Rethymno you didn't
The bus ride from Heraklion to Rethymno is worth the €8 alone - half on the windy coastal roads, the other half high up in the cretan mountains patterned with rows of olive trees. Honestly, had Rethymno been a bust, we would have been happy to have just taken the drive. But, bust it was not.
The Venetian influence over Crete is blatantly obvious in the windy streets of Rethymno - twisting and turning, only to open in small white-marbled piazze. Tourist shops and jewelry craftwork dot the tiny streets, reminding one of the Plaka in Athens, but with a forth of the crowds. A falafel and replacement wedding ring later, we found ourselves on a steep grade, panting in the 32C weather.
To really hit that Venetian-vibe home, a dominating fortezza sits high upon a hill overlooking the Aegean coast. The fortress itself is one of interest with small alcoves and charming chapels on the grounds - but it is the view which is it's real selling point. All of Rethymno can be seen from the edges of the cliff, and the sea horizon looms in the distance.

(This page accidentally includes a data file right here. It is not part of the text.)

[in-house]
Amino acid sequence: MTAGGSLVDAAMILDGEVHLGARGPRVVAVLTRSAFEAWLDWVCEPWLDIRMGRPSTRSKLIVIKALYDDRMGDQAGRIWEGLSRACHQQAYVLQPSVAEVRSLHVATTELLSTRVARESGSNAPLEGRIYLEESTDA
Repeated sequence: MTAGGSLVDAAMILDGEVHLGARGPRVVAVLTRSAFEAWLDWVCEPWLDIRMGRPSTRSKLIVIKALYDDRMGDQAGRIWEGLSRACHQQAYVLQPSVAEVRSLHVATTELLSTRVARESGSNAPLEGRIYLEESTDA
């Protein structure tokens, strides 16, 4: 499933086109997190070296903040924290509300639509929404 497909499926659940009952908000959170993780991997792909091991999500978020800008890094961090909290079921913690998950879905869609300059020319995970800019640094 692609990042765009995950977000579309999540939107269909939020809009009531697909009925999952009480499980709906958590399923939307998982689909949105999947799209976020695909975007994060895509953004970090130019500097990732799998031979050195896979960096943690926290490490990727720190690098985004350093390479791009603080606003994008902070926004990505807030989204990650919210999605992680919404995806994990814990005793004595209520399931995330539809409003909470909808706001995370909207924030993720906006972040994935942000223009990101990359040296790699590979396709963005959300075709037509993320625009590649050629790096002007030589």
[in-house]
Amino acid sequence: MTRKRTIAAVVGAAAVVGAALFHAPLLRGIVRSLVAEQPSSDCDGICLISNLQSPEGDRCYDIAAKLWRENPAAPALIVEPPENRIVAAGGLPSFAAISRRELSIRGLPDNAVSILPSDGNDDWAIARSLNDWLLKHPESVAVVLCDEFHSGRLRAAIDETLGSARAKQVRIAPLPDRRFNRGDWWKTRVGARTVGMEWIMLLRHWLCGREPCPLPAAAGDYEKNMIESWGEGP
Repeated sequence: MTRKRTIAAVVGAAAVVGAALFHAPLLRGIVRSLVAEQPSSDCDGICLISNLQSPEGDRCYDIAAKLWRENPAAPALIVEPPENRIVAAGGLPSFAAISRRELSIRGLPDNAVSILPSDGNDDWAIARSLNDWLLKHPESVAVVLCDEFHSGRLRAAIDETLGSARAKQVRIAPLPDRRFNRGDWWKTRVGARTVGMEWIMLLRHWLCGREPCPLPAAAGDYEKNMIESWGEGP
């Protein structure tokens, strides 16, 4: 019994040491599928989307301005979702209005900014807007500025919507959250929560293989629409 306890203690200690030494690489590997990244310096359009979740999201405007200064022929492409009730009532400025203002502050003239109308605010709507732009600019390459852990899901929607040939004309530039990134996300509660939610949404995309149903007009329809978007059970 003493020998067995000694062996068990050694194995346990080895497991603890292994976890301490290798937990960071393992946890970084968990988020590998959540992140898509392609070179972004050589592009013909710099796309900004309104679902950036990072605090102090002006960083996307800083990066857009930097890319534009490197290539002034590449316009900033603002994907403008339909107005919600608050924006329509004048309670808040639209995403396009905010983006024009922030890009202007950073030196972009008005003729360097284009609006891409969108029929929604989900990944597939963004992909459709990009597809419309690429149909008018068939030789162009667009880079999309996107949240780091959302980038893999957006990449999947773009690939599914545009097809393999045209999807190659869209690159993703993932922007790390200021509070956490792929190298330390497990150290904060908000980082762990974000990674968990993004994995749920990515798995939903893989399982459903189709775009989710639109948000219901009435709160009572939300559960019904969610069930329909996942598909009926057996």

By the port, one can find seafood restaurants, a small lighthouse, and people's private boats. Swimming in prohibited, and after a quick dip of the feet, it became clear that it wouldn't be desirable thanks to the heavy stench which often is companioned by industrial ports. That doesn't take away from the beautiful blues and crystal clear waters.
We caught a bus back to Heraklion in the early evening, vowing that the next time we come to Crete for an extended period, this is where we will make our home base.